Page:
Chiefs’ Haley only NFL coach who never played

Until now, it was like one of those little family secrets that everybody knows about but no one brings up.

Might be embarrassing. People wouldn’t understand. Doesn’t matter anyway, so why say anything?

But then a disgruntled Kansas City running back got on Twitter and blindsided his boss squarely on the rawest of nerves, calling him out on a point he sort of hoped would be ignored.

The Chiefs‘ Todd Haley, for reasons that were not entirely his fault, never actually played the sport that now employs him as a head coach in the National Football League.

An NFL head coach who did not play football? Who hasn’t run a route, made a tackle or thrown a block at any level?

At least Haley, 42, is unique. He is the only head coach in the league who never played at least in high school.

Many of the top coaches did not have distinguished careers as players. But only Haley’s playing resume is bare. Does it matter?

“Unfortunately, some NFL players will look at their coach and if he’s not in that fraternity of ex-players, sometimes they might let it affect the way they look at him,” said Tim Grunhard, a former Chiefs center who coaches at a large area high school. “I think that’s a big mistake. A lot of outstanding NFL coaches never played much at all. From everything I’ve seen of Todd Haley, he’s going to be a great head coach.”

Running back Larry Johnson, who has a troubled history, got the controversy started when he posted a Twitter feed, littered with misspellings, following last Sunday’s 37-7 loss to San Diego:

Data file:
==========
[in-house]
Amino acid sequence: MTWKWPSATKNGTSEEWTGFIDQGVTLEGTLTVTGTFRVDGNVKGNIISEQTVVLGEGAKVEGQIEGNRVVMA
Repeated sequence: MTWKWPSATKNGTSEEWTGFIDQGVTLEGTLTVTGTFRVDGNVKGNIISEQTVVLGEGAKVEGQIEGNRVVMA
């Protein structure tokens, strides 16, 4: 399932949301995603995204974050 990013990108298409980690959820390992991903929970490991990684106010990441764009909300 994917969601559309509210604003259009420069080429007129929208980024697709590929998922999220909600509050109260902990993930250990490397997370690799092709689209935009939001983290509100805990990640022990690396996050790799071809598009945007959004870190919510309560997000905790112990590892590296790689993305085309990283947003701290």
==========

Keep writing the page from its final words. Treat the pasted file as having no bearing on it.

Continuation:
“My father played for the coach from “rememeber the titans. Our coach played golf. My father played for redskins briefley. Our coach. Nuthn. my father got more creditentials than most of these pro coaches… my father!!!!!!!”

He went on to make a gay slur, then got himself in even deeper trouble by repeating it the next day. An apologetic Johnson is now appealing a two-week suspension that could cost him more than $600,000.

But Haley was left standing in front of microphones and television cameras, forced to talk about something some fans find especially disturbing because the Chiefs, in his first year as a head coach, are 1-6 heading in their bye.

Of course, they were only 2-14 last year under Herm Edwards, a star cornerback for the Philadelphia Eagles in the Super Bowl.

Quietly and with a sense of dignity and humility, Haley defended himself.

“I’m very proud of what I’ve done to get to where I am,” he said. “I’m very proud of my results as a position coach, as a coordinator. Right now, am I proud of my head coaching record? No. But I intend to do everything I can to change that.”

For Haley to be taking these hits seems profoundly ironic because he grew up a football gym rat, immersed in the sport like few kids ever were. His father, Dick Haley, has been renowned for decades as one of the NFL’s top personnel men. While Dick Haley was helping build the Pittsburgh dynasty of the 1970s, Todd would spend summers at Steelers training camp. He roomed next to Terry Bradshaw, ran errands for Franco Harris and Jack Lambert, and drank it all in.